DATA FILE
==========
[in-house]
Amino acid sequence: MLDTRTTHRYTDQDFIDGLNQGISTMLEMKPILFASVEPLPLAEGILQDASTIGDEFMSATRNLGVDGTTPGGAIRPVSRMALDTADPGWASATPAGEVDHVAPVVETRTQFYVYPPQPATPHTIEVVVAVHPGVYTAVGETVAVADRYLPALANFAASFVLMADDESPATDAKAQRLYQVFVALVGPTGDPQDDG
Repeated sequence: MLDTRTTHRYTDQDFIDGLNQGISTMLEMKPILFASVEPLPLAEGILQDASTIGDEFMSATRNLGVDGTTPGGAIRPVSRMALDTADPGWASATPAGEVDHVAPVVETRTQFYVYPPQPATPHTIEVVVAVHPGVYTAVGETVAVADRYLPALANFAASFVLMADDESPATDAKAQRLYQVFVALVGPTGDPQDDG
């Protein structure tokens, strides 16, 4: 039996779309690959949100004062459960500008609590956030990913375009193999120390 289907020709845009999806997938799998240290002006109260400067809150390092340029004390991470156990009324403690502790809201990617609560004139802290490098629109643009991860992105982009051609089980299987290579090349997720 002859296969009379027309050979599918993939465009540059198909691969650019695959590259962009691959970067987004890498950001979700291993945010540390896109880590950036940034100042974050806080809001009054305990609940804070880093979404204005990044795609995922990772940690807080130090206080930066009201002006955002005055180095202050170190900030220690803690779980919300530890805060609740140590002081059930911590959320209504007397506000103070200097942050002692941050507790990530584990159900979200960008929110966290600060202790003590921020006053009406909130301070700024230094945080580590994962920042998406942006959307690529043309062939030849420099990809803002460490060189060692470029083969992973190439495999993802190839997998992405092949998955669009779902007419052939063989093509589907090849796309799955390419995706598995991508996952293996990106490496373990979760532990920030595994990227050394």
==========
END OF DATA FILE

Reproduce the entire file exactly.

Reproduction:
[in-house]
Amino acid sequence: MLDTRTTHRYTDQDFIDGLNQGISTMLEMKPILFASVEPLPLAEGILQDASTIGDEFMSATRNLGVDGTTPGGAIRPVSRMALDTADPGWASATPAGEVDHVAPVVETRTQFYVYPPQPATPHTIEVVVAVHPGVYTAVGETVAVADRYLPALANFAASFVLMADDESPATDAKAQRLYQVFVALVGPTGDPQDDG
Repeated sequence: MLDTRTTHRYTDQDFIDGLNQGISTMLEMKPILFASVEPLPLAEGILQDASTIGDEFMSATRNLGVDGTTPGGAIRPVSRMALDTADPGWASATPAGEVDHVAPVVETRTQFYVYPPQPATPHTIEVVVAVHPGVYTAVGETVAVADRYLPALANFAASFVLMADDESPATDAKAQRLYQVFVALVGPTGDPQDDG
């Protein structure tokens, strides 16, 4: 039996779309690959949100004062459960500008609590956030990913375009193999120390 289907020709845009999806997938799998240290002006109260400067809150390092340029004390991470156990009324403690502790809201990617609560004139802290490098629109643009991860992105982009051609089980299987290579090349997720 002859296969009379027309050979599918993939465009540059198909691969650019695959590259962009691959970067987004890498950001979700291993945010540390896109880590950036940034100042974050806080809001009054305990609940804070880093979404204005990044795609995922990772940690807080130090206080930066009201002006955002005055180095202050170190900030220690803690779980919300530890805060609740140590002081059930911590959320209504007397506000103070200097942050002692941050507790990530584990159900979200960008929110966290600060202790003590921020006053009406909130301070700024230094945080580590994962920042998406942006959307690529043309062939030849420099990809803002460490060189060692470029083969992973190439495999993802190839997998992405092949998955669009779902007419052939063989093509589907090849796309799955390419995706598995991508996952293996990106490496373990979760532990920030595994990227050394």